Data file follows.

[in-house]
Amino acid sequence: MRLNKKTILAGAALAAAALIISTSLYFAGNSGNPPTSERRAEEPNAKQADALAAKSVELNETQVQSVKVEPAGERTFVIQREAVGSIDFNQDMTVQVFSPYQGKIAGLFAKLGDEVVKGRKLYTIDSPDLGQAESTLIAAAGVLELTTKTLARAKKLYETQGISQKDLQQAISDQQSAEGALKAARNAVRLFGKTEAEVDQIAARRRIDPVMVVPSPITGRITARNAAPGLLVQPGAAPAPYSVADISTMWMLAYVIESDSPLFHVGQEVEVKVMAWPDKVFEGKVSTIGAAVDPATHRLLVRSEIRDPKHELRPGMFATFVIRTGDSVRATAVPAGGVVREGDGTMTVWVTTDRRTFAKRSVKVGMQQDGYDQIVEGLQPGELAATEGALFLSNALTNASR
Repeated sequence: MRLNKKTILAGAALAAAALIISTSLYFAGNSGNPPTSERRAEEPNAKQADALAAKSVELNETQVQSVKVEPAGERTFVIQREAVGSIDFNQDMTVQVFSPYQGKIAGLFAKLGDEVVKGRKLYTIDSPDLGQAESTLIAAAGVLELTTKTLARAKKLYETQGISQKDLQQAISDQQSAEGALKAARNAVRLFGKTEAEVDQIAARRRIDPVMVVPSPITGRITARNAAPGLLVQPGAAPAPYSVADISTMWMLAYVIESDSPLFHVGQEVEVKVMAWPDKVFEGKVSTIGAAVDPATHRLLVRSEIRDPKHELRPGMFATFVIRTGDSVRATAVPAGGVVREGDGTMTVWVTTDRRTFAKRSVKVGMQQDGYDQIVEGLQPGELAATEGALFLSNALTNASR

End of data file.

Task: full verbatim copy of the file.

[in-house]
Amino acid sequence: MRLNKKTILAGAALAAAALIISTSLYFAGNSGNPPTSERRAEEPNAKQADALAAKSVELNETQVQSVKVEPAGERTFVIQREAVGSIDFNQDMTVQVFSPYQGKIAGLFAKLGDEVVKGRKLYTIDSPDLGQAESTLIAAAGVLELTTKTLARAKKLYETQGISQKDLQQAISDQQSAEGALKAARNAVRLFGKTEAEVDQIAARRRIDPVMVVPSPITGRITARNAAPGLLVQPGAAPAPYSVADISTMWMLAYVIESDSPLFHVGQEVEVKVMAWPDKVFEGKVSTIGAAVDPATHRLLVRSEIRDPKHELRPGMFATFVIRTGDSVRATAVPAGGVVREGDGTMTVWVTTDRRTFAKRSVKVGMQQDGYDQIVEGLQPGELAATEGALFLSNALTNASR
Repeated sequence: MRLNKKTILAGAALAAAALIISTSLYFAGNSGNPPTSERRAEEPNAKQADALAAKSVELNETQVQSVKVEPAGERTFVIQREAVGSIDFNQDMTVQVFSPYQGKIAGLFAKLGDEVVKGRKLYTIDSPDLGQAESTLIAAAGVLELTTKTLARAKKLYETQGISQKDLQQAISDQQSAEGALKAARNAVRLFGKTEAEVDQIAARRRIDPVMVVPSPITGRITARNAAPGLLVQPGAAPAPYSVADISTMWMLAYVIESDSPLFHVGQEVEVKVMAWPDKVFEGKVSTIGAAVDPATHRLLVRSEIRDPKHELRPGMFATFVIRTGDSVRATAVPAGGVVREGDGTMTVWVTTDRRTFAKRSVKVGMQQDGYDQIVEGLQPGELAATEGALFLSNALTNASR